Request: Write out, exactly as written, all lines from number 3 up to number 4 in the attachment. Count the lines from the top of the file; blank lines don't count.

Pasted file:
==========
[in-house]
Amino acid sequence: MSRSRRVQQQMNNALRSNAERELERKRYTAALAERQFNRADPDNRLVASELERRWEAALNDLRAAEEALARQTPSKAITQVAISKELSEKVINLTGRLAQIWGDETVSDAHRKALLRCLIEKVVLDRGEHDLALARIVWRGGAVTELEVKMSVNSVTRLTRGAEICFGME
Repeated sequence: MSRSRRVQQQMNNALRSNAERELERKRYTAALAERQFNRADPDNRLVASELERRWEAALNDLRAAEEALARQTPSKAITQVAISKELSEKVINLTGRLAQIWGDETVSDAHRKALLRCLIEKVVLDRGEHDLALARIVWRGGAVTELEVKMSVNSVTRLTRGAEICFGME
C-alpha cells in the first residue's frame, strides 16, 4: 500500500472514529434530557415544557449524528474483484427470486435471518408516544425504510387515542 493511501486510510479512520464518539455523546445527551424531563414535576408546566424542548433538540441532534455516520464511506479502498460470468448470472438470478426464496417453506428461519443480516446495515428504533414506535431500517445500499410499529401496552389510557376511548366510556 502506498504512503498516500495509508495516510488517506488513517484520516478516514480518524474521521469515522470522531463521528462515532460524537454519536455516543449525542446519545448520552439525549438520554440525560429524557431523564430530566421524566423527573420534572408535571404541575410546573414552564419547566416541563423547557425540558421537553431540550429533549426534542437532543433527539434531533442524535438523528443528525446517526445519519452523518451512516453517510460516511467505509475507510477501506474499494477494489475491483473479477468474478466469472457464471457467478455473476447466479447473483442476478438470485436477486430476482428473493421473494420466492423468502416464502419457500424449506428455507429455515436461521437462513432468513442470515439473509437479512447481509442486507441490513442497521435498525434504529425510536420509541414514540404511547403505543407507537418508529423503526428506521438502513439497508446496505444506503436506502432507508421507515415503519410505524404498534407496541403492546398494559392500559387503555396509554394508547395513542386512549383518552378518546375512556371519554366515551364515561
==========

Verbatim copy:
Repeated sequence: MSRSRRVQQQMNNALRSNAERELERKRYTAALAERQFNRADPDNRLVASELERRWEAALNDLRAAEEALARQTPSKAITQVAISKELSEKVINLTGRLAQIWGDETVSDAHRKALLRCLIEKVVLDRGEHDLALARIVWRGGAVTELEVKMSVNSVTRLTRGAEICFGME
C-alpha cells in the first residue's frame, strides 16, 4: 500500500472514529434530557415544557449524528474483484427470486435471518408516544425504510387515542 493511501486510510479512520464518539455523546445527551424531563414535576408546566424542548433538540441532534455516520464511506479502498460470468448470472438470478426464496417453506428461519443480516446495515428504533414506535431500517445500499410499529401496552389510557376511548366510556 502506498504512503498516500495509508495516510488517506488513517484520516478516514480518524474521521469515522470522531463521528462515532460524537454519536455516543449525542446519545448520552439525549438520554440525560429524557431523564430530566421524566423527573420534572408535571404541575410546573414552564419547566416541563423547557425540558421537553431540550429533549426534542437532543433527539434531533442524535438523528443528525446517526445519519452523518451512516453517510460516511467505509475507510477501506474499494477494489475491483473479477468474478466469472457464471457467478455473476447466479447473483442476478438470485436477486430476482428473493421473494420466492423468502416464502419457500424449506428455507429455515436461521437462513432468513442470515439473509437479512447481509442486507441490513442497521435498525434504529425510536420509541414514540404511547403505543407507537418508529423503526428506521438502513439497508446496505444506503436506502432507508421507515415503519410505524404498534407496541403492546398494559392500559387503555396509554394508547395513542386512549383518552378518546375512556371519554366515551364515561